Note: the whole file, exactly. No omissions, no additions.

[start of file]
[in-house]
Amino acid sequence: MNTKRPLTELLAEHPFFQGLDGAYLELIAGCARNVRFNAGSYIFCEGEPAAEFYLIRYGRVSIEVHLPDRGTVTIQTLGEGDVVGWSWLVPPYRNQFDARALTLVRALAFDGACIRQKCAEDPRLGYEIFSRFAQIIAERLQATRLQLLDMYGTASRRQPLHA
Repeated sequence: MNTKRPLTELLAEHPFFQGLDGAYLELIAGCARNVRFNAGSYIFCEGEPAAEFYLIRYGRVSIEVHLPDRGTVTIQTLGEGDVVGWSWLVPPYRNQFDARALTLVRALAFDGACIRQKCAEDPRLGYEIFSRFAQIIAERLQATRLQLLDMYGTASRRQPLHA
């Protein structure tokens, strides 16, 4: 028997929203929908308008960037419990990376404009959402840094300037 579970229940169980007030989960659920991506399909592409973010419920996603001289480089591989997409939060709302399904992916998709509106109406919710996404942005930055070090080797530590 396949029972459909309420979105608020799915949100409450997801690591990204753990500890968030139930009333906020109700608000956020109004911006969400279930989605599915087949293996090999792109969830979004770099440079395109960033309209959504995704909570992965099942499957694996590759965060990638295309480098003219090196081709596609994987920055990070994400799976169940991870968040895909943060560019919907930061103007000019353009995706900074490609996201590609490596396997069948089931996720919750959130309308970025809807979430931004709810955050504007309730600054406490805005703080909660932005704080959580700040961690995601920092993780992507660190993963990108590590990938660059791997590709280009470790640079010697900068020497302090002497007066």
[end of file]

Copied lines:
[in-house]
Amino acid sequence: MNTKRPLTELLAEHPFFQGLDGAYLELIAGCARNVRFNAGSYIFCEGEPAAEFYLIRYGRVSIEVHLPDRGTVTIQTLGEGDVVGWSWLVPPYRNQFDARALTLVRALAFDGACIRQKCAEDPRLGYEIFSRFAQIIAERLQATRLQLLDMYGTASRRQPLHA
Repeated sequence: MNTKRPLTELLAEHPFFQGLDGAYLELIAGCARNVRFNAGSYIFCEGEPAAEFYLIRYGRVSIEVHLPDRGTVTIQTLGEGDVVGWSWLVPPYRNQFDARALTLVRALAFDGACIRQKCAEDPRLGYEIFSRFAQIIAERLQATRLQLLDMYGTASRRQPLHA
């Protein structure tokens, strides 16, 4: 028997929203929908308008960037419990990376404009959402840094300037 579970229940169980007030989960659920991506399909592409973010419920996603001289480089591989997409939060709302399904992916998709509106109406919710996404942005930055070090080797530590 396949029972459909309420979105608020799915949100409450997801690591990204753990500890968030139930009333906020109700608000956020109004911006969400279930989605599915087949293996090999792109969830979004770099440079395109960033309209959504995704909570992965099942499957694996590759965060990638295309480098003219090196081709596609994987920055990070994400799976169940991870968040895909943060560019919907930061103007000019353009995706900074490609996201590609490596396997069948089931996720919750959130309308970025809807979430931004709810955050504007309730600054406490805005703080909660932005704080959580700040961690995601920092993780992507660190993963990108590590990938660059791997590709280009470790640079010697900068020497302090002497007066």